“If there was a return on the investment, the finance would come and if the tunnels were priced over 25 years they would be cheaper than building and maintaining ferries.”
Mr MacNeil has pressed for many years for the potential of tunnels to the islands to be looked at. In 2019, he worked directly with Norwegian consultant Norconsult over the feasibility of the project which suggested a tunnel between Harris and Skye as the best option with a possible additional inter-island link between Harris and North Uist.
MacNeil said tunnels were a serious option for the islands as a means of reducing reliance on the ferry network and making savings in the long term.
Na h-Eileanan an Iar SNP MP Angus MacNeil has welcomed the start of Scotland’s new Adult Disability Payment which is being piloted in three areas including the Western Isles.
The scheme is open to applications from those aged between 16 and state pension age who are disabled, have a long-term health condition, or have a terminal illness.
This is the twelfth benefit to be introduced by the Scottish Government, with seven of these benefits being brand new forms of support that are not available elsewhere in the UK.
Mr MacNeil said: “The introduction of this benefit which will replace the system currently delivered by the UK Government’s Department for Work and Pensions (DWP).
“We know that applying for disability benefits through the DWP has often been a stressful experience. I hope that this new system will make the process much more straightforward and will remove some of the degrading examinations which were carried out previously, such as asking a person to ‘touch their toes’.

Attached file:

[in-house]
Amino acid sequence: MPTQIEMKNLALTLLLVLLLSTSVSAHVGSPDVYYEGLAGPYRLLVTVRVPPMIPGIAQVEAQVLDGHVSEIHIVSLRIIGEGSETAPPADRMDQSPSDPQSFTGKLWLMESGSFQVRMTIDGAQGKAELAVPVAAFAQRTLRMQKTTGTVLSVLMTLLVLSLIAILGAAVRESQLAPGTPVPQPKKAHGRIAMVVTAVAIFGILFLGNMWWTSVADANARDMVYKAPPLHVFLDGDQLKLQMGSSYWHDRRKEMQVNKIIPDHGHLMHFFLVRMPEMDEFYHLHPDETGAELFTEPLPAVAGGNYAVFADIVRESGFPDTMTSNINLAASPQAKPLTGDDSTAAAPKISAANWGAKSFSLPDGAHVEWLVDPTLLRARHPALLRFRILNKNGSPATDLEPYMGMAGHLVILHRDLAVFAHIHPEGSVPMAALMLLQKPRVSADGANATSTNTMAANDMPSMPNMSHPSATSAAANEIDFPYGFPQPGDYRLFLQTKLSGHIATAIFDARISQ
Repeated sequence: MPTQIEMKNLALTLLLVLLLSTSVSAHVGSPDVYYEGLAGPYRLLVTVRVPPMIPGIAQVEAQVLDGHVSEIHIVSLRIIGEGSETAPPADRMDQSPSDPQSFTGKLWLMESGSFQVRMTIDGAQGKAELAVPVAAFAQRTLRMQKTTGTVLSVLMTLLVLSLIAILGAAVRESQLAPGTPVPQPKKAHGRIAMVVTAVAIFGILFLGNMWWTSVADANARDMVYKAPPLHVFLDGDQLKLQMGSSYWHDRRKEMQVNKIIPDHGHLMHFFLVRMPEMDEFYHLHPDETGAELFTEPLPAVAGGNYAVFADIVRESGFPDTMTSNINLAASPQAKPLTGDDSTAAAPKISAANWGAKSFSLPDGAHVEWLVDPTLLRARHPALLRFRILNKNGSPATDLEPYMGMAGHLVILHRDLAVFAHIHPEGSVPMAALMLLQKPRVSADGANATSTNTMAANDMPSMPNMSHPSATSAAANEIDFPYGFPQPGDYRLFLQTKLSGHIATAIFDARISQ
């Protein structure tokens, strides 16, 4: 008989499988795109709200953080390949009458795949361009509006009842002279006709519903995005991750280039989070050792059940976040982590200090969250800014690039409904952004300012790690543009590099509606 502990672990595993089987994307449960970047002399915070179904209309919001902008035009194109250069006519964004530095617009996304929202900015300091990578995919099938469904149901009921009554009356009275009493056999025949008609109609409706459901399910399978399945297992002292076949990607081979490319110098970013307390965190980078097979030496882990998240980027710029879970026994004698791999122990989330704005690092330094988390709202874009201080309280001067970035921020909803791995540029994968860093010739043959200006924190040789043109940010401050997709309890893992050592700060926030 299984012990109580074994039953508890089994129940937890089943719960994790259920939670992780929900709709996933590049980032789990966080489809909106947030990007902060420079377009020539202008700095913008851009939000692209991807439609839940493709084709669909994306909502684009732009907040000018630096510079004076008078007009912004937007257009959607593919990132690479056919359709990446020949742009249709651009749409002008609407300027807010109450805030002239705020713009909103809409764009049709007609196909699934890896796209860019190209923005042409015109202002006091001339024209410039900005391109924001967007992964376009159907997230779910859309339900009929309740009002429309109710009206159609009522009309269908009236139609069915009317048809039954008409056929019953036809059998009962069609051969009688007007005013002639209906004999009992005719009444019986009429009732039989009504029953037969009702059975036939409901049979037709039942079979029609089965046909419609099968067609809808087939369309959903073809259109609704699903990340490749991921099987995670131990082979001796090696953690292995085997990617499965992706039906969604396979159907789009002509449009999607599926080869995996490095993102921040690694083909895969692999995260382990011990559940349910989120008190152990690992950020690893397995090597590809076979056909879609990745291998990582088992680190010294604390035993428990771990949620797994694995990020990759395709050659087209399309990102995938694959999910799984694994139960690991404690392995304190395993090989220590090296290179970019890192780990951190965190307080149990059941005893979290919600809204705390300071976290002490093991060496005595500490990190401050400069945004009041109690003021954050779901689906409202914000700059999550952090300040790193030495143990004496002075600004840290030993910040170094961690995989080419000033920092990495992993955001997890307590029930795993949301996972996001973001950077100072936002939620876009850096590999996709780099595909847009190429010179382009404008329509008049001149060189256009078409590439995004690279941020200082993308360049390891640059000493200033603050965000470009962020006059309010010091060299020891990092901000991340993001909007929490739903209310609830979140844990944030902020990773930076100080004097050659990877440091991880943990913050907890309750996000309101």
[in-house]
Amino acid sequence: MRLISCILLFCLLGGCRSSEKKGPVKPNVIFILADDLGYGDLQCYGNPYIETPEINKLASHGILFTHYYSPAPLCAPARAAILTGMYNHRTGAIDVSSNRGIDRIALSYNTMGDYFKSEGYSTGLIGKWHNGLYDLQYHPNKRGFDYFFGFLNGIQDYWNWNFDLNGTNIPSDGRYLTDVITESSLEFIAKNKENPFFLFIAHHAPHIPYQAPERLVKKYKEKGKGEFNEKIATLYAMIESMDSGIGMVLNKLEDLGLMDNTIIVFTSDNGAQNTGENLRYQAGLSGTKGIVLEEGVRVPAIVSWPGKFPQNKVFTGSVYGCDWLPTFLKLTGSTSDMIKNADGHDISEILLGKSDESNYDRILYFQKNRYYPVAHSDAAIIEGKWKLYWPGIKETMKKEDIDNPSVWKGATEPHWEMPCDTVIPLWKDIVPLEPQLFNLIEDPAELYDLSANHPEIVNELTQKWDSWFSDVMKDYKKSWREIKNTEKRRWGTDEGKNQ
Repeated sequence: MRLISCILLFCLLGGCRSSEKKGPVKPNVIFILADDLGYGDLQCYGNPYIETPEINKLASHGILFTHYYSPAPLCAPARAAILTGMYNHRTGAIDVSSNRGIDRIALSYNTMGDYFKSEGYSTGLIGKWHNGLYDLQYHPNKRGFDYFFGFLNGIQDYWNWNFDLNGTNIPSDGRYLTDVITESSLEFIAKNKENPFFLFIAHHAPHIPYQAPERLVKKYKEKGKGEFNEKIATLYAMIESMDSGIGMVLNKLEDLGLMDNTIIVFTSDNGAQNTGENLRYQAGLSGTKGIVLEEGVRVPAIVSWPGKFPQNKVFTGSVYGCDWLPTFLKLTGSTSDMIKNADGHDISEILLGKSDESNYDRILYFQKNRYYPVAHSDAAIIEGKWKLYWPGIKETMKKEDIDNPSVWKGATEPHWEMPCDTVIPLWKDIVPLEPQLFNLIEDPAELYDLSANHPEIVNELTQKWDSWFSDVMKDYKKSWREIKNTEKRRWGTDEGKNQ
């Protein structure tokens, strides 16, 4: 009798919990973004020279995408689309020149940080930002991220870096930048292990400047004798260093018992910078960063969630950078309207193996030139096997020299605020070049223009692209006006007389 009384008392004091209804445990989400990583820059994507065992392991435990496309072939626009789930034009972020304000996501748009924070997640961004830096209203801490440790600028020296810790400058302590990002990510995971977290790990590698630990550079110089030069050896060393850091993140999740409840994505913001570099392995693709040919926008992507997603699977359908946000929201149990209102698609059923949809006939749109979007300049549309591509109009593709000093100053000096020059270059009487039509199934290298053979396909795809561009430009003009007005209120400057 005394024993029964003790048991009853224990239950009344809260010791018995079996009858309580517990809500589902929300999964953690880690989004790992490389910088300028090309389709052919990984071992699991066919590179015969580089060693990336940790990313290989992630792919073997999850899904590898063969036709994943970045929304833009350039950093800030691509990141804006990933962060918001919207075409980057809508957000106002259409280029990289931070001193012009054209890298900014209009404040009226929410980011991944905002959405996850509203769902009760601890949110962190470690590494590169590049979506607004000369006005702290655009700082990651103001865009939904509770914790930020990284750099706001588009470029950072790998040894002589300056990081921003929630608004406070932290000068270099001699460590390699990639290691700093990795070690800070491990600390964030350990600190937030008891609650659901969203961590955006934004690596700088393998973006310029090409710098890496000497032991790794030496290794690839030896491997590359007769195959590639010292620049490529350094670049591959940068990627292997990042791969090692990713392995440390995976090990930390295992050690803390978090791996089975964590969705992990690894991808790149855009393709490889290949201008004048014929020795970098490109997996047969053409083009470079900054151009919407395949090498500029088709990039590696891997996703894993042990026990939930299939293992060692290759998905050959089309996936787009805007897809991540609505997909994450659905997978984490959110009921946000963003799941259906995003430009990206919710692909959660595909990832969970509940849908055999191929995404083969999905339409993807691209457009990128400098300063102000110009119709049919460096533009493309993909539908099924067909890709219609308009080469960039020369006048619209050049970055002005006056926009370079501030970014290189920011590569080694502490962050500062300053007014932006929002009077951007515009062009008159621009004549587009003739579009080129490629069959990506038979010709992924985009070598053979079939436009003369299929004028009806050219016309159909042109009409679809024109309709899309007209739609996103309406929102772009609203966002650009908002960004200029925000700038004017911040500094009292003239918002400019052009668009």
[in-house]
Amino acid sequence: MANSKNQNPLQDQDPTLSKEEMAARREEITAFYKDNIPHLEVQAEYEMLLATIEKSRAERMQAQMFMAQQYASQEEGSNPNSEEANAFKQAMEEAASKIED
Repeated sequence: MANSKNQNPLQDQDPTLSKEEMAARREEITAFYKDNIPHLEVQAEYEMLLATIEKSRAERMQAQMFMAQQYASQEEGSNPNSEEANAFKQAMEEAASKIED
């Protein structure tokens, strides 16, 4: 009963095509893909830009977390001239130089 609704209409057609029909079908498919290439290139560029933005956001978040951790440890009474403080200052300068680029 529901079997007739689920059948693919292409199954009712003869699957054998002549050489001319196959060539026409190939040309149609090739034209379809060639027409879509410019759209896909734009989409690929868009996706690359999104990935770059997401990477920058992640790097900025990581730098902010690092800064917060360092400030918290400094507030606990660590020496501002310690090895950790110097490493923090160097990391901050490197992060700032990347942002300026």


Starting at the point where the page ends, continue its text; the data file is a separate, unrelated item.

“Adult Disability Payment is there to support people to live well and provide security at the most difficult of times. I would encourage those who think they could be eligible to check and apply.”
Adult Disability Payment will be administered through Social Security Scotland and will replace Personal Independence Payment, which is currently delivered by the Department for Work and Pensions.
People with ongoing awards of Personal Independence Payment and Disability Living Allowance do not need to make an application for Adult Disability Payment. Their awards will transfer to the Scottish social security system automatically from this summer.
Isles MP – Electricity Transmission charges set to Change for Green Energy
Na h-Eileanan an Iar SNP MP, Angus MacNeil has met with Kwasi Kwarteng, Secretary of State for Business, Energy and Industrial Strategy (BEIS) along with representatives from Scottish and Southern Energy (SSE) and Ofgem in a bid to resolve the grossly unfair transmission costs (TNUoS) in the North of Scotland.